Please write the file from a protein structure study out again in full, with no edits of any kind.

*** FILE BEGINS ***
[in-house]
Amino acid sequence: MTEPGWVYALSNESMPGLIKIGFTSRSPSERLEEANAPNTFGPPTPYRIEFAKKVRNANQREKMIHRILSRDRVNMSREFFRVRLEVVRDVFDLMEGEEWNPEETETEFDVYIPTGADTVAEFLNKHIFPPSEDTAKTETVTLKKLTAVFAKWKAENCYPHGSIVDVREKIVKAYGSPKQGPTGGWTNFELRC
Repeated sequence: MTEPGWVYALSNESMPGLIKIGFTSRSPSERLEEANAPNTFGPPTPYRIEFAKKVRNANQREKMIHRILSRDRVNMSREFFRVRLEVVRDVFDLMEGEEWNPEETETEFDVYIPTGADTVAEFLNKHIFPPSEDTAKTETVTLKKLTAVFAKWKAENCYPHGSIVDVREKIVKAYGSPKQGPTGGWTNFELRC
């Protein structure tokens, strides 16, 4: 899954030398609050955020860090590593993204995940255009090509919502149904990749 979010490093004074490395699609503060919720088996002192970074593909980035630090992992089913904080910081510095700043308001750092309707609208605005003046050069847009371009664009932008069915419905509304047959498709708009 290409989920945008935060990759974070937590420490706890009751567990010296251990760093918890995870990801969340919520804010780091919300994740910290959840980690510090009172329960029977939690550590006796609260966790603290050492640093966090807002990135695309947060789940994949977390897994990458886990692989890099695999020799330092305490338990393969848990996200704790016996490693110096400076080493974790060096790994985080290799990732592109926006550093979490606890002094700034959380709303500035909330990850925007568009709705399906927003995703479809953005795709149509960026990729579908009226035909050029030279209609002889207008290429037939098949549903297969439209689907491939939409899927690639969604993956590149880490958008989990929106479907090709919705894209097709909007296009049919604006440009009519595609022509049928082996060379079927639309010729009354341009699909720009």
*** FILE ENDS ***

[in-house]
Amino acid sequence: MTEPGWVYALSNESMPGLIKIGFTSRSPSERLEEANAPNTFGPPTPYRIEFAKKVRNANQREKMIHRILSRDRVNMSREFFRVRLEVVRDVFDLMEGEEWNPEETETEFDVYIPTGADTVAEFLNKHIFPPSEDTAKTETVTLKKLTAVFAKWKAENCYPHGSIVDVREKIVKAYGSPKQGPTGGWTNFELRC
Repeated sequence: MTEPGWVYALSNESMPGLIKIGFTSRSPSERLEEANAPNTFGPPTPYRIEFAKKVRNANQREKMIHRILSRDRVNMSREFFRVRLEVVRDVFDLMEGEEWNPEETETEFDVYIPTGADTVAEFLNKHIFPPSEDTAKTETVTLKKLTAVFAKWKAENCYPHGSIVDVREKIVKAYGSPKQGPTGGWTNFELRC
């Protein structure tokens, strides 16, 4: 899954030398609050955020860090590593993204995940255009090509919502149904990749 979010490093004074490395699609503060919720088996002192970074593909980035630090992992089913904080910081510095700043308001750092309707609208605005003046050069847009371009664009932008069915419905509304047959498709708009 290409989920945008935060990759974070937590420490706890009751567990010296251990760093918890995870990801969340919520804010780091919300994740910290959840980690510090009172329960029977939690550590006796609260966790603290050492640093966090807002990135695309947060789940994949977390897994990458886990692989890099695999020799330092305490338990393969848990996200704790016996490693110096400076080493974790060096790994985080290799990732592109926006550093979490606890002094700034959380709303500035909330990850925007568009709705399906927003995703479809953005795709149509960026990729579908009226035909050029030279209609002889207008290429037939098949549903297969439209689907491939939409899927690639969604993956590149880490958008989990929106479907090709919705894209097709909007296009049919604006440009009519595609022509049928082996060379079927639309010729009354341009699909720009």